Heather Fleming

Launching Engineering for Change, A Design Tool Whose Time Has Come

One of the first tasks in new product development is to research prior art. What exists in the space, what works, what doesn’t, and why. It’s a task that is frequently skipped within the development community to the detriment of funders, organizations, and those who were supposed to benefit from the product. A frequently used (but poorly credited) statistic states that 95% of technologies intended for developing countries fail. This 95% represents hundreds of millions of dollars of aid money wasted annually. Many of the organizations that make up that statistic fail because they are reinventing (unsuccessful) wheels.

You can blame these organizations for not doing their research, but to their credit, few tools exist that bridge the knowledge gap between the realities on the ground and development professionals. Appropedia and Practical Action do a wonderful job of documenting a wide variety of open-source appropriate technologies. Kopernik does a great job of showcasing existing products and technologies in the market. And a variety of specialized organizations developing technologies in the areas of food processing (e.g. Compatible Technologies International) or agriculture (e.g. Open Source Ecology) offer free how-to guides for each technology they develop. But it’s challenging to find these sites and an aggregated database doesn’t exist.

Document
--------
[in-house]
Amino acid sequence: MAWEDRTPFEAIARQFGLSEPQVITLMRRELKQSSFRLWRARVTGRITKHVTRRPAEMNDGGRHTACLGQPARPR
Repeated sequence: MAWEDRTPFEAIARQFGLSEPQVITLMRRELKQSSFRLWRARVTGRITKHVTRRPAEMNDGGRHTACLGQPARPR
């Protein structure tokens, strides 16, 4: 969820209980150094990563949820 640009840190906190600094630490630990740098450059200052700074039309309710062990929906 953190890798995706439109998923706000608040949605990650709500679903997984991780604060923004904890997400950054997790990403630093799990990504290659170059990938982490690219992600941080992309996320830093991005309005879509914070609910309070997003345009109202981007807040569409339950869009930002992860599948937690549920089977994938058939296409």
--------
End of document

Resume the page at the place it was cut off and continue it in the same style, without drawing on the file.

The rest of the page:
Enter Engineering for Change (E4C). In 2009, the American Society of Mechanical Engineers (ASME), invested in a website that would attempt to bridge the gap by aggregating information, hosting a technology library, and providing tools to enable collaboration among teams worldwide. The beta site was released in early 2010 to select users. IEEE and Engineers Without Borders-USA then joined as partners for the public launch of the revised site Tuesday, Jan. 4.

Users can search for general information on specific sectors: water, energy, health, agriculture, sanitation, structure, and info systems. They also can search for projects in their region or sector of interest, or search the solutions library for an overview of established products and technologies. Anyone, anywhere can create a workspace and engage an international audience of users for new ideas, technical information, or concept feedback. A low-bandwidth version is in the works to facilitate engagement in places where accessibility is challenging.

Eager for input, E4C is touring select cities hosting feedback sessions in an effort to get organizations and individuals aware of the site, engaged, and to provide users a voice for a tool that is ultimately intended for them.

Call it a catalog, database, research or collaboration tool – with the accessibility of the Internet worldwide, a tool of this capacity is what the design and development sector has needed for decades. You can anticipate the launch of similar sites later this year from prominent non-profit and for-profit entities in the design and development space.

But now the challenge lies in ensuring the “success” of these sites. Will people and organizations join? Add to the databases? Will they attract the host of multi-disciplinary professions involved in the development of these solutions? And will the rise of too many sites at once negate the impact of the efforts?

Stay tuned.